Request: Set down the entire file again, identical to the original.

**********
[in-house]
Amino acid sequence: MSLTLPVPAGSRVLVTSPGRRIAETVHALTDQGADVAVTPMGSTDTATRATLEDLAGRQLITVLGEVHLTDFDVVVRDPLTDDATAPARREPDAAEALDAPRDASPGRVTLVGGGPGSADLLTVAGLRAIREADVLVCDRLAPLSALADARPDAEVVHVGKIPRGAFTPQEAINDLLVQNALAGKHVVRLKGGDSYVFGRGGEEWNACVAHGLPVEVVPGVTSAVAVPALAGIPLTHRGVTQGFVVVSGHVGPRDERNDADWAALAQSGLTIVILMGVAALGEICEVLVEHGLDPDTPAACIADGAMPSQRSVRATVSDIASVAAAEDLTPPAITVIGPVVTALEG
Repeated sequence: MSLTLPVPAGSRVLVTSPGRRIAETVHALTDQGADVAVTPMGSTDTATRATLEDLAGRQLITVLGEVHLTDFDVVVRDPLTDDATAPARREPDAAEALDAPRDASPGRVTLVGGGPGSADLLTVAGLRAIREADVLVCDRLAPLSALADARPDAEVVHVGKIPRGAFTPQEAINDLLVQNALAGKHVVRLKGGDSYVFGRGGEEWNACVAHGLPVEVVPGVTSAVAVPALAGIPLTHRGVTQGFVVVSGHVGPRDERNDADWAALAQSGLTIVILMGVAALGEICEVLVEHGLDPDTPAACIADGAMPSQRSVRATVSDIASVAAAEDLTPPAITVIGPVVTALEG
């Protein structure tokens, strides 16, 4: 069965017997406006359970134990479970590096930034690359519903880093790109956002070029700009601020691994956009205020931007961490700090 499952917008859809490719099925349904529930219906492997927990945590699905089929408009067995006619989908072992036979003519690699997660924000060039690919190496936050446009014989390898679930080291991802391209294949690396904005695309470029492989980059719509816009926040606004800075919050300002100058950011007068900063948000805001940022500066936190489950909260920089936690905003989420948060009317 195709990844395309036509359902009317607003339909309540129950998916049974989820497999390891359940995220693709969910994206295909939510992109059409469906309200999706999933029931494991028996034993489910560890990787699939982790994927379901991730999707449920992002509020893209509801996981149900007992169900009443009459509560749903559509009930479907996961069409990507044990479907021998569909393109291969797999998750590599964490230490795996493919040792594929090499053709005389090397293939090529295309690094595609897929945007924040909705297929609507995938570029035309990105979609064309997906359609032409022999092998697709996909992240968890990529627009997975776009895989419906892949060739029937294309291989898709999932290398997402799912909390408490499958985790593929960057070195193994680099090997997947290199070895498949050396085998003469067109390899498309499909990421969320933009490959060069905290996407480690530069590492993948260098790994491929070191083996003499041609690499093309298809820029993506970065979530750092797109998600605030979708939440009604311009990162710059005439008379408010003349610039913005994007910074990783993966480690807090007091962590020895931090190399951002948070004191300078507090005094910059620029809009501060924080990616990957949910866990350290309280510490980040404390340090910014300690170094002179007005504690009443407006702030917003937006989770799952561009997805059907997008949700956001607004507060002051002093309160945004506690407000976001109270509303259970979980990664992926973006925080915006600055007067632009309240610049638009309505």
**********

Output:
[in-house]
Amino acid sequence: MSLTLPVPAGSRVLVTSPGRRIAETVHALTDQGADVAVTPMGSTDTATRATLEDLAGRQLITVLGEVHLTDFDVVVRDPLTDDATAPARREPDAAEALDAPRDASPGRVTLVGGGPGSADLLTVAGLRAIREADVLVCDRLAPLSALADARPDAEVVHVGKIPRGAFTPQEAINDLLVQNALAGKHVVRLKGGDSYVFGRGGEEWNACVAHGLPVEVVPGVTSAVAVPALAGIPLTHRGVTQGFVVVSGHVGPRDERNDADWAALAQSGLTIVILMGVAALGEICEVLVEHGLDPDTPAACIADGAMPSQRSVRATVSDIASVAAAEDLTPPAITVIGPVVTALEG
Repeated sequence: MSLTLPVPAGSRVLVTSPGRRIAETVHALTDQGADVAVTPMGSTDTATRATLEDLAGRQLITVLGEVHLTDFDVVVRDPLTDDATAPARREPDAAEALDAPRDASPGRVTLVGGGPGSADLLTVAGLRAIREADVLVCDRLAPLSALADARPDAEVVHVGKIPRGAFTPQEAINDLLVQNALAGKHVVRLKGGDSYVFGRGGEEWNACVAHGLPVEVVPGVTSAVAVPALAGIPLTHRGVTQGFVVVSGHVGPRDERNDADWAALAQSGLTIVILMGVAALGEICEVLVEHGLDPDTPAACIADGAMPSQRSVRATVSDIASVAAAEDLTPPAITVIGPVVTALEG
């Protein structure tokens, strides 16, 4: 069965017997406006359970134990479970590096930034690359519903880093790109956002070029700009601020691994956009205020931007961490700090 499952917008859809490719099925349904529930219906492997927990945590699905089929408009067995006619989908072992036979003519690699997660924000060039690919190496936050446009014989390898679930080291991802391209294949690396904005695309470029492989980059719509816009926040606004800075919050300002100058950011007068900063948000805001940022500066936190489950909260920089936690905003989420948060009317 195709990844395309036509359902009317607003339909309540129950998916049974989820497999390891359940995220693709969910994206295909939510992109059409469906309200999706999933029931494991028996034993489910560890990787699939982790994927379901991730999707449920992002509020893209509801996981149900007992169900009443009459509560749903559509009930479907996961069409990507044990479907021998569909393109291969797999998750590599964490230490795996493919040792594929090499053709005389090397293939090529295309690094595609897929945007924040909705297929609507995938570029035309990105979609064309997906359609032409022999092998697709996909992240968890990529627009997975776009895989419906892949060739029937294309291989898709999932290398997402799912909390408490499958985790593929960057070195193994680099090997997947290199070895498949050396085998003469067109390899498309499909990421969320933009490959060069905290996407480690530069590492993948260098790994491929070191083996003499041609690499093309298809820029993506970065979530750092797109998600605030979708939440009604311009990162710059005439008379408010003349610039913005994007910074990783993966480690807090007091962590020895931090190399951002948070004191300078507090005094910059620029809009501060924080990616990957949910866990350290309280510490980040404390340090910014300690170094002179007005504690009443407006702030917003937006989770799952561009997805059907997008949700956001607004507060002051002093309160945004506690407000976001109270509303259970979980990664992926973006925080915006600055007067632009309240610049638009309505």